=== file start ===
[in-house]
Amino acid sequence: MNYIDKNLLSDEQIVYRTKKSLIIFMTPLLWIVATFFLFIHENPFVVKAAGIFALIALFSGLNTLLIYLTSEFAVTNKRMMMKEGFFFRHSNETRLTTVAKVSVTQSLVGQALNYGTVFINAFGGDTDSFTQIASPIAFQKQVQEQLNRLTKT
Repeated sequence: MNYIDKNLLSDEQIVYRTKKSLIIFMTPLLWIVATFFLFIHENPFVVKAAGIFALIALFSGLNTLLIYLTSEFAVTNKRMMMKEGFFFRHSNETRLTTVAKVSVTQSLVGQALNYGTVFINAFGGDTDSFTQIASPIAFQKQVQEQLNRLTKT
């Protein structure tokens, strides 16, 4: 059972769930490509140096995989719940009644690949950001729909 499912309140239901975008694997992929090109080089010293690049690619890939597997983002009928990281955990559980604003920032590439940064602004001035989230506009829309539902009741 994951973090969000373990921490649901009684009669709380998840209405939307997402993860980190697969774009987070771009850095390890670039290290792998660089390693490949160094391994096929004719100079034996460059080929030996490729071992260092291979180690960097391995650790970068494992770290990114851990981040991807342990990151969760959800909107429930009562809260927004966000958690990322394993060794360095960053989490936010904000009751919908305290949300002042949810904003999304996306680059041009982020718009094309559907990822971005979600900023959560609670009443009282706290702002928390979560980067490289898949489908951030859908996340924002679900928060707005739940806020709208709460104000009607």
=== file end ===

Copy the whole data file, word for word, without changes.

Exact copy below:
[in-house]
Amino acid sequence: MNYIDKNLLSDEQIVYRTKKSLIIFMTPLLWIVATFFLFIHENPFVVKAAGIFALIALFSGLNTLLIYLTSEFAVTNKRMMMKEGFFFRHSNETRLTTVAKVSVTQSLVGQALNYGTVFINAFGGDTDSFTQIASPIAFQKQVQEQLNRLTKT
Repeated sequence: MNYIDKNLLSDEQIVYRTKKSLIIFMTPLLWIVATFFLFIHENPFVVKAAGIFALIALFSGLNTLLIYLTSEFAVTNKRMMMKEGFFFRHSNETRLTTVAKVSVTQSLVGQALNYGTVFINAFGGDTDSFTQIASPIAFQKQVQEQLNRLTKT
């Protein structure tokens, strides 16, 4: 059972769930490509140096995989719940009644690949950001729909 499912309140239901975008694997992929090109080089010293690049690619890939597997983002009928990281955990559980604003920032590439940064602004001035989230506009829309539902009741 994951973090969000373990921490649901009684009669709380998840209405939307997402993860980190697969774009987070771009850095390890670039290290792998660089390693490949160094391994096929004719100079034996460059080929030996490729071992260092291979180690960097391995650790970068494992770290990114851990981040991807342990990151969760959800909107429930009562809260927004966000958690990322394993060794360095960053989490936010904000009751919908305290949300002042949810904003999304996306680059041009982020718009094309559907990822971005979600900023959560609670009443009282706290702002928390979560980067490289898949489908951030859908996340924002679900928060707005739940806020709208709460104000009607």